Statutes Amendment Decriminalisation of Sex Work Bill

The SPEAKER: Beyond the second reading, I think you mean.

Ms SANDERSON: —beyond the second reading to committee—can be discussed and debated. We all know that the sex work industry is a profession that is considered to have been the earliest profession. Under the current laws of criminalisation, this work is still occurring, so clearly criminalisation and the laws that we are using have not stopped this profession. What we are looking at today is the decriminalisation of the industry, as occurs in New South Wales and New Zealand, which is all about the protection of the workers so that they can feel quite safe to report any incidents and go to police without any fear of arrest. The member for Ashford has held many, many forums over the 7½ years that I have been here, and possibly even before that, where members have had the opportunity to hear from sex workers in the industry about their views, their fears and what it is they would like achieved. I am confident that that is certainly the intention of the member bringing this bill forward: that it is all about the protection of the workers.

I have spoken to many people about this matter, including the Christian Lobby, who also agree with the decriminalisation of sex workers. However, they would prefer that then there was a criminal penalty for the users of the sex workers, as in the Swedish model. That is not the bill before us, so that is not something I can change this bill into becoming. The Christian Lobby has been sent a copy of my amendments and I feel that they were okay with those amendments, that I had done the best to satisfy all their concerns.

The way I work as a local member, particularly with conscience votes, is to try to find out the conscience of the 30,000 people (23,000 voters) who live in my electorate. What is their conscience? What are they thinking on this topic? So I put out a survey to my electorate, and that was also online. I had 910 respondents, which I think is very good. As most members would know, when you do surveying you do not get a high response rate, so many surveys that I have done I have done multiple times.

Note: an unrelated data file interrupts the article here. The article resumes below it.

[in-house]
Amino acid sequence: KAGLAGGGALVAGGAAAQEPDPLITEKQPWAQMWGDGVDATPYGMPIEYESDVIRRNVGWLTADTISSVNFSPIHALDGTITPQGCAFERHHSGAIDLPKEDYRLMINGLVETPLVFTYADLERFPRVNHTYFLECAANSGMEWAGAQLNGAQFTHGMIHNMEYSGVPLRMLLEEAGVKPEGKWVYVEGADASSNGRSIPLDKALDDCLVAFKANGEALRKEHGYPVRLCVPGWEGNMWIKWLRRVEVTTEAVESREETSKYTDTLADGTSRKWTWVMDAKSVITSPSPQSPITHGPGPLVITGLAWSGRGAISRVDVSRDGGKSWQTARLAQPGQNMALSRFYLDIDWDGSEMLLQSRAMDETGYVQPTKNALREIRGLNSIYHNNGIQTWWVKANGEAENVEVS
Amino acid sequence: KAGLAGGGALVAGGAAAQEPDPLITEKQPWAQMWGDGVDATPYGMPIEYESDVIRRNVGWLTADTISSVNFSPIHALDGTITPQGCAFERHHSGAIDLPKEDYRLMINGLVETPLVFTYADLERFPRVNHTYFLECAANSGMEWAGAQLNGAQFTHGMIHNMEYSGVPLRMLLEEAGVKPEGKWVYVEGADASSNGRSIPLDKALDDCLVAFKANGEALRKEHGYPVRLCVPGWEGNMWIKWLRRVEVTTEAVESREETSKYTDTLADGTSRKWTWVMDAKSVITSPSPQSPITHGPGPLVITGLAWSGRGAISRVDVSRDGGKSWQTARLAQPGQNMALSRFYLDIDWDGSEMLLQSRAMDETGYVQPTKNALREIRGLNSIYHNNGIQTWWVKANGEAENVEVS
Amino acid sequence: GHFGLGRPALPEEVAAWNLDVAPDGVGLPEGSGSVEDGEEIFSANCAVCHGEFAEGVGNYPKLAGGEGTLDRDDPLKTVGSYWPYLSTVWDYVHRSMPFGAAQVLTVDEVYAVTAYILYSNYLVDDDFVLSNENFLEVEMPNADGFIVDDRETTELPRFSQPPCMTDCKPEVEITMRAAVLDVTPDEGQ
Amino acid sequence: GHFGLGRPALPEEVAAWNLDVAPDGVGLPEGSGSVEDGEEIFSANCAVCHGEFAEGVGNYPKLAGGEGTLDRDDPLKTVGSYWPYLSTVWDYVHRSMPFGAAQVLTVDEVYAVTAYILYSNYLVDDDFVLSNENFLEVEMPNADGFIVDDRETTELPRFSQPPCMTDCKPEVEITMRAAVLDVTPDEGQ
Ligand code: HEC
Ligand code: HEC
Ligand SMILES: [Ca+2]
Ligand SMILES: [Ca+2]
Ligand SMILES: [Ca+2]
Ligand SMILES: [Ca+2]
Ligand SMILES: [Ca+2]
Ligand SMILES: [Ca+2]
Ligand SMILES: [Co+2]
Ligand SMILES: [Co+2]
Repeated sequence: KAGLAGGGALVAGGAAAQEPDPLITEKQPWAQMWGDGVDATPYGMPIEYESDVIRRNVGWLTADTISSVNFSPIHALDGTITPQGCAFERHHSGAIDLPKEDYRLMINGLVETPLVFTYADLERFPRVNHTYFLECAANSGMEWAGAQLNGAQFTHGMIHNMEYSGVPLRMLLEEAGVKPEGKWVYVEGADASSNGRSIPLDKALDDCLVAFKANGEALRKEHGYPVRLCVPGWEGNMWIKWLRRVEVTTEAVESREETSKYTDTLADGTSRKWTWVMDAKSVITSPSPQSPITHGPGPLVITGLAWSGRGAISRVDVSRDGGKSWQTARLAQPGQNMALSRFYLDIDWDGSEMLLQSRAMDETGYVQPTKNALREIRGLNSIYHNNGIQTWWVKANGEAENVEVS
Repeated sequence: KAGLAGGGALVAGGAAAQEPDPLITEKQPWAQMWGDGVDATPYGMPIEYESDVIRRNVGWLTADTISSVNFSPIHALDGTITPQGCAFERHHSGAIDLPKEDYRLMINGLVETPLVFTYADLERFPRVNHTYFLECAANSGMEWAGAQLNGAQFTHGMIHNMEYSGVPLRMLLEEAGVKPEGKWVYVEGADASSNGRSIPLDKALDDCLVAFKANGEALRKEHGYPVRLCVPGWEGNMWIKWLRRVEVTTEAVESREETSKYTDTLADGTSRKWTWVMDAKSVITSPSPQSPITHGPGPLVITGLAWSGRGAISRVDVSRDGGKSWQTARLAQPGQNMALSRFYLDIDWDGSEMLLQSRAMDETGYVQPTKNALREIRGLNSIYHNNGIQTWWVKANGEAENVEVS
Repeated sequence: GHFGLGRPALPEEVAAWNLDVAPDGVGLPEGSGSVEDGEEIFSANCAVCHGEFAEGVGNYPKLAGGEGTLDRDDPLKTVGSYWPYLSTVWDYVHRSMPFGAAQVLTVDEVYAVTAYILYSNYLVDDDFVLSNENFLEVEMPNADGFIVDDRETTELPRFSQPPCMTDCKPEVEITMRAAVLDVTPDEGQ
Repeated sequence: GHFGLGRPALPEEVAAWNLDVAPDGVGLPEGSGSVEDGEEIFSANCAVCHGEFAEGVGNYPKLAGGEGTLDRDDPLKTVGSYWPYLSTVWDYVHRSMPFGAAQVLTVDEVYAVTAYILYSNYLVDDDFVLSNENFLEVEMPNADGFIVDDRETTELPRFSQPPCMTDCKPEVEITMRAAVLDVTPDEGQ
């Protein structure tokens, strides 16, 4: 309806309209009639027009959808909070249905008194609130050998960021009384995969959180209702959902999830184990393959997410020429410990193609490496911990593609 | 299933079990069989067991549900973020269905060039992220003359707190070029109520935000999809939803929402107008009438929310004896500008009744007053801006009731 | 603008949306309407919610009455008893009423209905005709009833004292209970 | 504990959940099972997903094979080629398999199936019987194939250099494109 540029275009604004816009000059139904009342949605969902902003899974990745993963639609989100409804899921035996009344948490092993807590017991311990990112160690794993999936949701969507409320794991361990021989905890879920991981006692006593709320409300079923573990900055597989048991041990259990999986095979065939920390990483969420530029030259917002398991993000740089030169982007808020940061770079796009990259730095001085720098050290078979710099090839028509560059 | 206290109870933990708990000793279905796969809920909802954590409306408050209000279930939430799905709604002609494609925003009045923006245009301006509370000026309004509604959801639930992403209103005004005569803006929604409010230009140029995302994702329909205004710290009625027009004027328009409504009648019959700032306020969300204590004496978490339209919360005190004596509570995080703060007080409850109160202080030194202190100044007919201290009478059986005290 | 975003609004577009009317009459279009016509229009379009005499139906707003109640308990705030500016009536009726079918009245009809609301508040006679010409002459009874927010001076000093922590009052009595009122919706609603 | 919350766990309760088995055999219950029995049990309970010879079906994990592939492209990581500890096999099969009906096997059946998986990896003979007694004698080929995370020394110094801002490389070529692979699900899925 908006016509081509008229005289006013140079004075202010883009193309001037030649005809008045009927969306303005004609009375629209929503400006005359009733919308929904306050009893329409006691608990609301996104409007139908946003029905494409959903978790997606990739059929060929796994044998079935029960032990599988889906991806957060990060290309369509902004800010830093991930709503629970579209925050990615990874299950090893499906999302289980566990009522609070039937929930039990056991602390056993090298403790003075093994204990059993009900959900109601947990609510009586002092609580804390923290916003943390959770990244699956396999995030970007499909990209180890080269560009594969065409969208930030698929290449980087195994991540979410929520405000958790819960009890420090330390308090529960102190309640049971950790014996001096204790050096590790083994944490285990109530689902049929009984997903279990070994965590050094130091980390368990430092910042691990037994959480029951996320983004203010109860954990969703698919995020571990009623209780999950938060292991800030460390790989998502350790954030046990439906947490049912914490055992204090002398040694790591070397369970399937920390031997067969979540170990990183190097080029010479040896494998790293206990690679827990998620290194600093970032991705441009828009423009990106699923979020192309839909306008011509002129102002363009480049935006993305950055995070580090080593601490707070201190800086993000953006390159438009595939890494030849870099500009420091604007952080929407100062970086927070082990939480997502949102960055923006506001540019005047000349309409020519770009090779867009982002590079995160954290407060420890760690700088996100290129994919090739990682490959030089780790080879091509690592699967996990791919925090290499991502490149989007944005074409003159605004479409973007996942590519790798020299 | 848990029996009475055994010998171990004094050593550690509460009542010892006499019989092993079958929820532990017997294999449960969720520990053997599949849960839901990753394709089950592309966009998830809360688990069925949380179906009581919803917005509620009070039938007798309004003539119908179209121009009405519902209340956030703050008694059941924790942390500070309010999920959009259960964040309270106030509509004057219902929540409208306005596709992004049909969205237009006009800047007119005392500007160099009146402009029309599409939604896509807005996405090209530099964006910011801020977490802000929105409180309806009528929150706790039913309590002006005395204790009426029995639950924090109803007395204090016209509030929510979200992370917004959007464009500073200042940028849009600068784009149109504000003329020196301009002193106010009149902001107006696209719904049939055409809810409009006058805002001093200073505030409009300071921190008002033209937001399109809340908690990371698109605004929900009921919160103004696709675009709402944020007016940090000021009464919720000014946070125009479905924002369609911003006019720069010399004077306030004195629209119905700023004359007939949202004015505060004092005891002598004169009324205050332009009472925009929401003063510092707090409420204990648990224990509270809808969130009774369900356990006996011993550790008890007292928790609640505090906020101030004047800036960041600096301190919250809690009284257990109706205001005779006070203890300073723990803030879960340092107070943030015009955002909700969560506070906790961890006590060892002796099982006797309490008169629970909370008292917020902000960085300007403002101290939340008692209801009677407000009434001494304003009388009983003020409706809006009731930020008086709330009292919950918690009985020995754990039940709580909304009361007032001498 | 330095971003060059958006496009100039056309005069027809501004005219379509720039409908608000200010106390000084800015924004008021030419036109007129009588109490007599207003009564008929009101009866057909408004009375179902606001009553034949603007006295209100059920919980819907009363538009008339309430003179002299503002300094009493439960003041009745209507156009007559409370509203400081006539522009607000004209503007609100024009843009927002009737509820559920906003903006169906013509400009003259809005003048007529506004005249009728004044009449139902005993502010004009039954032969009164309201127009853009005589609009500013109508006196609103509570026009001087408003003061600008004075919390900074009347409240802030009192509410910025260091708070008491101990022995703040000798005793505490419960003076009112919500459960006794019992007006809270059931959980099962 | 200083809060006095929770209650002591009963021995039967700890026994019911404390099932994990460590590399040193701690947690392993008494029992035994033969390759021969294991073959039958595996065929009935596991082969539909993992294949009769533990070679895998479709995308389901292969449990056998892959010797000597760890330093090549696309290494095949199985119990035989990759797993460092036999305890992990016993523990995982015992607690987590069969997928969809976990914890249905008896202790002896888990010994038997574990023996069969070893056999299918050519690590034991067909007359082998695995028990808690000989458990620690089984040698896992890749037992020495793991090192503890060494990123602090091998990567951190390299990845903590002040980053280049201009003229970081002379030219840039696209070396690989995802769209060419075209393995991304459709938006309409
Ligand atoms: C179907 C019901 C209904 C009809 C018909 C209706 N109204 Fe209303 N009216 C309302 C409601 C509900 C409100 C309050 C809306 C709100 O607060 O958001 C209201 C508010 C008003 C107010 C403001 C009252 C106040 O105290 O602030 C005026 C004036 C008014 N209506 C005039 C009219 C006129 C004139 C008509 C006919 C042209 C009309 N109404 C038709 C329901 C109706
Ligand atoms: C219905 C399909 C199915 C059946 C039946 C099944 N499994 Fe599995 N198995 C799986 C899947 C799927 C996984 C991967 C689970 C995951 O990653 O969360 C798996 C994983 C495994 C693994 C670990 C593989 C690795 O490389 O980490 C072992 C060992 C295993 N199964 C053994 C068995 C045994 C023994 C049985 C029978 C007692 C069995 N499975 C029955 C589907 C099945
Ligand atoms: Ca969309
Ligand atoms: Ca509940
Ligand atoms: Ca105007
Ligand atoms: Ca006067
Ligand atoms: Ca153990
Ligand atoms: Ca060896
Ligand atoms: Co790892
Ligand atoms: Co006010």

For example, on euthanasia, over 7½ years I would have sent that survey out electorate wide at least three or four times. I would have filing cabinet drawers full of responses on not only one question but on multiple questions, of which this is one. This question on the decriminalisation of sex work is also one I have asked multiple times. I am confident in the results and that the amendments that were put forward represent the views of the people I am here to represent. This is not about my personal opinion or what I want; it is about representing the people of Adelaide, as that is my role. There were three main questions that we surveyed, the first being:

What is your opinion regarding the proposed decriminalisation of sex work in South Australia, as occurs in New South Wales and New Zealand, noting that sex work is actually legalised in Victoria, Queensland, the ACT and the Northern Territory?

The response was that 84 per cent were in favour of decriminalisation and a further 5 per cent if there were further restrictions in place. I was fairly confident that 90 per cent were in favour, so that is why I am supporting the bill to go through to the committee stage in particular, to consider the amendments of any other members in this house as well.

Then there was a question of brothels. I note that in debate in the upper house there were discussions around limiting whether they could be near schools, churches or kindergartens. One of the members commented that that would pretty well block out the whole of Adelaide's CBD because we are a city of churches, after all. If you put a 200-metre limit, they would overlap. There would probably be nowhere. In fact, speaking to a school principal, I was quite surprised at her opinion. This was back when there was an issue with bikini girls in the city. Flyers were being put on cars and some people were calling for the industry to be shut down and moved away.